The Last Broadcast (Movie Review)
Any conversation about 1998’s The Last Broadcast, an ultralow budget forerunner of the modern day found footage subgenre, must begin with The Blair Witch Project. This connection is a blessing and a curse for The Last Broadcast and its creators, Stefan Avalos and Lance Weiler. In truth, the only reason anyone is still talking about their film is the apocryphal idea that Blair Witch in some way ripped off or was inspired by it. On the downside, this alleged familial connection invites comparisons which are not in the best interest of the vastly inferior The Last Broadcast.
The Last Broadcast covers the events which befell a public access TV crew during their hunt for the Jersey Devil. Only one member of the crew, a supposed psychic named Jim Suerd (Jim Seward) who led the expedition, made it out of New Jersey’s Pine Barrens alive and he was promptly changed with the brutal murder of his companions. Looking back on this is a filmmaker, David Leigh (David Beard), who suspects Suerd was wrongly convicted. Using video shot by the ill-fated crew, interviews with key players, and cutting edge (for 1998) technology, Leigh hopes to reveal the true identity of the monster lurking in New Jersey’s woods.
Avalos and Weiler procedurally outline a straightforward, mostly watchable murder investigation, without twist nor, more criminal, whiff of the supernatural. This is perhaps their biggest misstep – other than misspelling “Sheriff” at least twice onscreen. The pair forgo using any part of the bizarre mythos of the Jersey Devil, instead, contenting themselves to mythologize Suerd, who, despite their efforts, never amounts to anything more than “average Joe maladjusted weirdo.” If ever a movie desperately needed a break for a spooky campfire story – entirely doable considering the characters are in the woods hunting a figure from a spooky story – it’s The Last Broadcast.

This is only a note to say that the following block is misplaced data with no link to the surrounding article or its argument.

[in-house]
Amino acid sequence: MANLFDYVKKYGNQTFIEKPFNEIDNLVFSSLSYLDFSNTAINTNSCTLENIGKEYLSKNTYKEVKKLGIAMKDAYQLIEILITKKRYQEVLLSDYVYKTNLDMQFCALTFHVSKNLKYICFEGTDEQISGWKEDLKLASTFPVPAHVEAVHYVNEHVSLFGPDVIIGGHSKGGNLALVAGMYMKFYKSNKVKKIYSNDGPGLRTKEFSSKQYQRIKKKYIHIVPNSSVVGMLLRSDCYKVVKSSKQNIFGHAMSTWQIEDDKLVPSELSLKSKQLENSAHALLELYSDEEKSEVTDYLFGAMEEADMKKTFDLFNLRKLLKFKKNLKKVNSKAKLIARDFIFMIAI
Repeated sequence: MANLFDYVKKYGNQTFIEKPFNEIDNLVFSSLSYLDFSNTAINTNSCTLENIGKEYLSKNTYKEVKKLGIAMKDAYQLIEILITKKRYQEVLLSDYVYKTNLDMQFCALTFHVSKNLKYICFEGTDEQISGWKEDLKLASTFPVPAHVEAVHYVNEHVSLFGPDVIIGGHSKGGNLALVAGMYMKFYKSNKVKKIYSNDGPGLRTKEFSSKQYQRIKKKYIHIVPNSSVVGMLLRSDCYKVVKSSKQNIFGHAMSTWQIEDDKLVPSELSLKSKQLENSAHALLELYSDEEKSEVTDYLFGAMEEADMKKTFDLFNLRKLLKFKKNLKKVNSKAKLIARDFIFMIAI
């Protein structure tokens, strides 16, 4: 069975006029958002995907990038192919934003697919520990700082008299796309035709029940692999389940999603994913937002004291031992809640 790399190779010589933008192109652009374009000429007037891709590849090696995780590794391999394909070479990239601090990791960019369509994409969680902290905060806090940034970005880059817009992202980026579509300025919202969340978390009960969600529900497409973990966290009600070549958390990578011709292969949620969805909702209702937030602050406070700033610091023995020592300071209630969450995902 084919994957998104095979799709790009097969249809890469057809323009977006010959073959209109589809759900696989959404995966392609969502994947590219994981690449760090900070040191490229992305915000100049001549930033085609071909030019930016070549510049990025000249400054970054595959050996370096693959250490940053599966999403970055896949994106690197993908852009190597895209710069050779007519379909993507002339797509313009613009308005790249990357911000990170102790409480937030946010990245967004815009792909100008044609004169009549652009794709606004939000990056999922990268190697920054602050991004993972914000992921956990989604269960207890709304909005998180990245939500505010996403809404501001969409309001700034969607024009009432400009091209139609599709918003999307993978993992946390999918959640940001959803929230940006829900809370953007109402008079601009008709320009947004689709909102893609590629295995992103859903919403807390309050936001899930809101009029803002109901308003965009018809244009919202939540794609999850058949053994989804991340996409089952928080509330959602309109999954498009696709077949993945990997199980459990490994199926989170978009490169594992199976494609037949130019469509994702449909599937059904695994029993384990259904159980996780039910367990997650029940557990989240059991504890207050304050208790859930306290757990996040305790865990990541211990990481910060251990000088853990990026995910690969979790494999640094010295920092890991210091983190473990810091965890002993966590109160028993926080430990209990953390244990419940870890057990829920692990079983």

The film’s climactic moments will certainly linger – despite a poor creative choice by Avalos and Weiler to jarringly abandon their found footage gimmick in favor of a more traditional filmmaking style. The narrative reveal is shocking and almost certainly telegraphed to kick start debates about motives as the film’s credits roll. It’s a nice if poorly crafted exclamation point, capping off 80 some odd minutes of bad acting, overwrought monologing, and general lethargy.
Comparisons to and speculations concerning a modern classic have helped and hurt The Last Broadcast. When placed in the shadow of The Blair Witch Project, even a movie that is generally good, like that film’s 2016 sequel, can seem lesser. Something as flawed as The Last Broadcast is only going to come off worse. However, that same connection has kept The Last Broadcast relevant far beyond what its quality merits, making Avalos, Weiler and their little (allegedly) $900 flick far more indebted to The Blair Witch Project than it ever was to them.